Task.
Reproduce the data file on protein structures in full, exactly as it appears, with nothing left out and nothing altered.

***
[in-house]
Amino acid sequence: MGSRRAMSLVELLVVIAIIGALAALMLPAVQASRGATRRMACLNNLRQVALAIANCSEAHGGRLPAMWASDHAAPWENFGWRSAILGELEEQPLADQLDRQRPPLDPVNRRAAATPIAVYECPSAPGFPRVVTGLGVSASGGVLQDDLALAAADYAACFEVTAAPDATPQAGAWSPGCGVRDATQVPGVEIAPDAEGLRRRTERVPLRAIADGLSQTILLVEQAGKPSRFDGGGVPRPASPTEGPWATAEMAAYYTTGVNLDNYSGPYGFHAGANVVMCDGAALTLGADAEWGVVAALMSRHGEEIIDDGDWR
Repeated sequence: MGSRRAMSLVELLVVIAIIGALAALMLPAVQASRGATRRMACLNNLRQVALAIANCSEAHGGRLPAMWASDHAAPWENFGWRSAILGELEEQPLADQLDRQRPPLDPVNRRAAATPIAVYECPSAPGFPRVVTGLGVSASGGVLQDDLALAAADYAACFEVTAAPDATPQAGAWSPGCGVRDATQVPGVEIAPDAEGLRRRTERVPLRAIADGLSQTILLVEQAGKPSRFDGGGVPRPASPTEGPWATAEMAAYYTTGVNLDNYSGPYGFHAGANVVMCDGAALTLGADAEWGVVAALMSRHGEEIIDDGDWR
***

[in-house]
Amino acid sequence: MGSRRAMSLVELLVVIAIIGALAALMLPAVQASRGATRRMACLNNLRQVALAIANCSEAHGGRLPAMWASDHAAPWENFGWRSAILGELEEQPLADQLDRQRPPLDPVNRRAAATPIAVYECPSAPGFPRVVTGLGVSASGGVLQDDLALAAADYAACFEVTAAPDATPQAGAWSPGCGVRDATQVPGVEIAPDAEGLRRRTERVPLRAIADGLSQTILLVEQAGKPSRFDGGGVPRPASPTEGPWATAEMAAYYTTGVNLDNYSGPYGFHAGANVVMCDGAALTLGADAEWGVVAALMSRHGEEIIDDGDWR
Repeated sequence: MGSRRAMSLVELLVVIAIIGALAALMLPAVQASRGATRRMACLNNLRQVALAIANCSEAHGGRLPAMWASDHAAPWENFGWRSAILGELEEQPLADQLDRQRPPLDPVNRRAAATPIAVYECPSAPGFPRVVTGLGVSASGGVLQDDLALAAADYAACFEVTAAPDATPQAGAWSPGCGVRDATQVPGVEIAPDAEGLRRRTERVPLRAIADGLSQTILLVEQAGKPSRFDGGGVPRPASPTEGPWATAEMAAYYTTGVNLDNYSGPYGFHAGANVVMCDGAALTLGADAEWGVVAALMSRHGEEIIDDGDWR